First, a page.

Dealing with bill text has always been a complex and complicated task. It took upwards of 200 years for Congress to standardize to the language and terminology it uses in the text of bills and resolutions today, and it took until just the last few years for Congress to make the text of its bills available in a format embedded with machine-readable semantics.

Sometime during the 108th Congress, but starting in earnest beginning with the 109th, the House and Senate began making bill text available in an XML format, known colloquially as HouseXML. This XML format marks up the various portions of a bill, resolution, or amendment (there are three separate schemata) in a way that makes it easy to identify and separate each portion of a legislative document, often down to minute detail. As a bonus, the HouseXML format is extensively but not completely documented on the Web.

Included in the markup are some cross-reference citations, generally limited to broad portions of the U.S. Code or Statutes at Large, and Public Laws. This is useful for connecting one legislative document to another (most commonly, proposed law to existing law), but it does not provide fine-grained linking, such as to a particular section or paragraph or clause of a law. To rectify this situation, the Cato Institute has created the DeepBills project. Beginning with the 113th Congress, the DeepBills project extends HouseXML with CatoXML and provides, among other things, direct links to the exact segment of a law that is being cited by a particular legislative document, as well as cross-references for each mention of a governmental body or office within the proposed law. This allows for extensive cross-referencing between documents and results in a greater experience for end users in understanding what a legislative proposal intends to accomplish.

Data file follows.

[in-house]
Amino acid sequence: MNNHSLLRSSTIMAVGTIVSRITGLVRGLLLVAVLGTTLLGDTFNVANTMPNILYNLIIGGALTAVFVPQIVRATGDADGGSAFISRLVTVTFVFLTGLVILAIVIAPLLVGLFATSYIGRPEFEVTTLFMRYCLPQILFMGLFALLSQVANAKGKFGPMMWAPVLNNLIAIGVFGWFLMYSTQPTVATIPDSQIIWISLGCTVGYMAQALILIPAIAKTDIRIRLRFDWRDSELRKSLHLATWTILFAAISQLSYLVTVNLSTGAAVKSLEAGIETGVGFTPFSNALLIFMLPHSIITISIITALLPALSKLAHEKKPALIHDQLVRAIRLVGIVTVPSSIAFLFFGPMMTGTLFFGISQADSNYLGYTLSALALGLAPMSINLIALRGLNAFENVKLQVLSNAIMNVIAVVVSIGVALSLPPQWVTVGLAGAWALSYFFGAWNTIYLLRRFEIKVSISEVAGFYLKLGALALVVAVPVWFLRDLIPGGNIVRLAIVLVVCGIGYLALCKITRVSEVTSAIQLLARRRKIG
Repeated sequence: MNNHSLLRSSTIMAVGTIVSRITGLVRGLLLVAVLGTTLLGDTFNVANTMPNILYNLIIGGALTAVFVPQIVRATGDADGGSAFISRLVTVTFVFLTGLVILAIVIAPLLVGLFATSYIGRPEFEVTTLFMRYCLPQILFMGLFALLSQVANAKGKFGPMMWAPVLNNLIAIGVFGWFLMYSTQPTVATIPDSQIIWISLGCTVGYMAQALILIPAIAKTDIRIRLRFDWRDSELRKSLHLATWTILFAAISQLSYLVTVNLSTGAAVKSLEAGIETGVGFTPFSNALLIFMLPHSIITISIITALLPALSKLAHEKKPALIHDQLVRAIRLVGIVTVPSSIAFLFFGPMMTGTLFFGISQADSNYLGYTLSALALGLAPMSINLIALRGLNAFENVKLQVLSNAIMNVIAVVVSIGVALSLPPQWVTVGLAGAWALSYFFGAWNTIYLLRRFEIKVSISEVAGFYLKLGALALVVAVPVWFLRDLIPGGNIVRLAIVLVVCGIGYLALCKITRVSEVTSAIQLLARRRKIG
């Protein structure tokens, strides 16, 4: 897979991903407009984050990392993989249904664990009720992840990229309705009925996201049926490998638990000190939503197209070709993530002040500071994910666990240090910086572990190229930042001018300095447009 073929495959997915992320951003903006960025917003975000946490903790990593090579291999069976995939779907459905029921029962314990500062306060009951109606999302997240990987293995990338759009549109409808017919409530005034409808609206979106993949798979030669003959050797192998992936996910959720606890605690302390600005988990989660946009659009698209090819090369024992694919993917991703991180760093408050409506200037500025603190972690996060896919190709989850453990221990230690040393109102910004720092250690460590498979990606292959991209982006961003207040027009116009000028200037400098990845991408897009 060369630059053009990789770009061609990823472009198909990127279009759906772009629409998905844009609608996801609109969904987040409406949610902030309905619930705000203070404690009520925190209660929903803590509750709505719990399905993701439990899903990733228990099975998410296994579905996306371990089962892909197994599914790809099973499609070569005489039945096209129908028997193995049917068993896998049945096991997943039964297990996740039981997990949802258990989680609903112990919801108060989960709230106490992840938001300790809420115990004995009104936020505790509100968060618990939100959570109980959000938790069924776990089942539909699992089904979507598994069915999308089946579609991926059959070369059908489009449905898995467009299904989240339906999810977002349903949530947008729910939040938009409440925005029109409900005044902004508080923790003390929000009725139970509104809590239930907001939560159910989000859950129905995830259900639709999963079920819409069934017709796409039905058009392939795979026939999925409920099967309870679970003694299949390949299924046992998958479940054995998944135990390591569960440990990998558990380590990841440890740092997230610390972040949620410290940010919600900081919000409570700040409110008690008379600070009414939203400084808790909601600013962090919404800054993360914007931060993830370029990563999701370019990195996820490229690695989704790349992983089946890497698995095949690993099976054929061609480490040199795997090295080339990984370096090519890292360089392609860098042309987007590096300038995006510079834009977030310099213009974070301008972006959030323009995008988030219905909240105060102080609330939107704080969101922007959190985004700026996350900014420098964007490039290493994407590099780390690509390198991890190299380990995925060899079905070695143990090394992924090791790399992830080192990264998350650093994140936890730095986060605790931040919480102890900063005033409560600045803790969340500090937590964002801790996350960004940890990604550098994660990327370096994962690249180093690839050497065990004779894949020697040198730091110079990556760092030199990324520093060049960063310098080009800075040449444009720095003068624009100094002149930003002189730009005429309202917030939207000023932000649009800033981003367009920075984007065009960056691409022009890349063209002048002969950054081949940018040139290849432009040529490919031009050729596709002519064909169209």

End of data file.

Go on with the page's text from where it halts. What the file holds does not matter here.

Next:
Here at GovTrack, we had not, until recently, been taking advantage of the availability of this additional information.
Instead, we were simply displaying the plaintext contents of the bill, with a limited amount of styling. Now, thanks to the CongressXML utility that I’ve created, we are beginning to realize the full potential of the data available to us. And, not only can we use this data to replicate the look of the paper copy of a bill, but we can leverage the technologies of the Web to extend and enhance the look of a bill and make it easier for a reader to discern precisely how a bill is structured and how it relates within itself and within the entire context of the law.

In addition to linking to numerous cross-references within the bill text, we are now able to use special styling to distinguish a table of contents (useful as a navigation aid for a large bill) and large quoted sections (generally used to represent modifications to existing law) from the rest of the text of the bill. We intend to improve this styling as time goes on and as we become more familiar with the full range of how the markup is used within legislative documents.
If there’s some new styling that you’d like to see in the bill text, we want to hear from you!

Thanks to the Cato Institute for their work on CatoXML. We also want to mention some related work: Eric Mill at the Sunlight Foundation has developed two projects, unitedstates/documents and unitedstates/citation, that convert bill XML into HTML and extract deep citations. — Josh